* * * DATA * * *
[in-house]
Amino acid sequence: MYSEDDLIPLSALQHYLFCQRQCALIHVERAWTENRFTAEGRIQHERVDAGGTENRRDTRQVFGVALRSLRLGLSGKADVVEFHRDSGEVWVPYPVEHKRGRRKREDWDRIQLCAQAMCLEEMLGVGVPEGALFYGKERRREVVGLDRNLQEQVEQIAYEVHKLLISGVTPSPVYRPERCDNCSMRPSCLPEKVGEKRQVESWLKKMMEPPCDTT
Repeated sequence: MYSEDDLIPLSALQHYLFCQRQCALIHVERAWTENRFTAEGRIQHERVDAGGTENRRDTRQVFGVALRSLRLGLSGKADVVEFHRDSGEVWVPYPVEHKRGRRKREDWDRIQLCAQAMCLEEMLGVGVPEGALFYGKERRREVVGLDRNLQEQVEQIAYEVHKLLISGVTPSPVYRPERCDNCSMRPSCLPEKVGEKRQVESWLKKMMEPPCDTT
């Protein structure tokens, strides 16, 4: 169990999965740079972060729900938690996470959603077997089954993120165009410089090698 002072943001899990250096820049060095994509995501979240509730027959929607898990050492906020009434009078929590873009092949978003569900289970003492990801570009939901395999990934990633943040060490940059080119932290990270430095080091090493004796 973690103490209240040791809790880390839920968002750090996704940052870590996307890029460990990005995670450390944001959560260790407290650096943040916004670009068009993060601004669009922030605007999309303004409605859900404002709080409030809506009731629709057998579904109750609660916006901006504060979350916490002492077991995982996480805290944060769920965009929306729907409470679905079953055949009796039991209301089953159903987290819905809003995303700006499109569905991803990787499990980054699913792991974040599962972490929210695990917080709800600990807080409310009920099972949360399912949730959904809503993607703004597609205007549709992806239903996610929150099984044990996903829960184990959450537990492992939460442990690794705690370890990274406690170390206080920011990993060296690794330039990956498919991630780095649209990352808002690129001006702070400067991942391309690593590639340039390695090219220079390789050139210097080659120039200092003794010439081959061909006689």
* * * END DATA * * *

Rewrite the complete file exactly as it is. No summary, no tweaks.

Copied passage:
[in-house]
Amino acid sequence: MYSEDDLIPLSALQHYLFCQRQCALIHVERAWTENRFTAEGRIQHERVDAGGTENRRDTRQVFGVALRSLRLGLSGKADVVEFHRDSGEVWVPYPVEHKRGRRKREDWDRIQLCAQAMCLEEMLGVGVPEGALFYGKERRREVVGLDRNLQEQVEQIAYEVHKLLISGVTPSPVYRPERCDNCSMRPSCLPEKVGEKRQVESWLKKMMEPPCDTT
Repeated sequence: MYSEDDLIPLSALQHYLFCQRQCALIHVERAWTENRFTAEGRIQHERVDAGGTENRRDTRQVFGVALRSLRLGLSGKADVVEFHRDSGEVWVPYPVEHKRGRRKREDWDRIQLCAQAMCLEEMLGVGVPEGALFYGKERRREVVGLDRNLQEQVEQIAYEVHKLLISGVTPSPVYRPERCDNCSMRPSCLPEKVGEKRQVESWLKKMMEPPCDTT
């Protein structure tokens, strides 16, 4: 169990999965740079972060729900938690996470959603077997089954993120165009410089090698 002072943001899990250096820049060095994509995501979240509730027959929607898990050492906020009434009078929590873009092949978003569900289970003492990801570009939901395999990934990633943040060490940059080119932290990270430095080091090493004796 973690103490209240040791809790880390839920968002750090996704940052870590996307890029460990990005995670450390944001959560260790407290650096943040916004670009068009993060601004669009922030605007999309303004409605859900404002709080409030809506009731629709057998579904109750609660916006901006504060979350916490002492077991995982996480805290944060769920965009929306729907409470679905079953055949009796039991209301089953159903987290819905809003995303700006499109569905991803990787499990980054699913792991974040599962972490929210695990917080709800600990807080409310009920099972949360399912949730959904809503993607703004597609205007549709992806239903996610929150099984044990996903829960184990959450537990492992939460442990690794705690370890990274406690170390206080920011990993060296690794330039990956498919991630780095649209990352808002690129001006702070400067991942391309690593590639340039390695090219220079390789050139210097080659120039200092003794010439081959061909006689």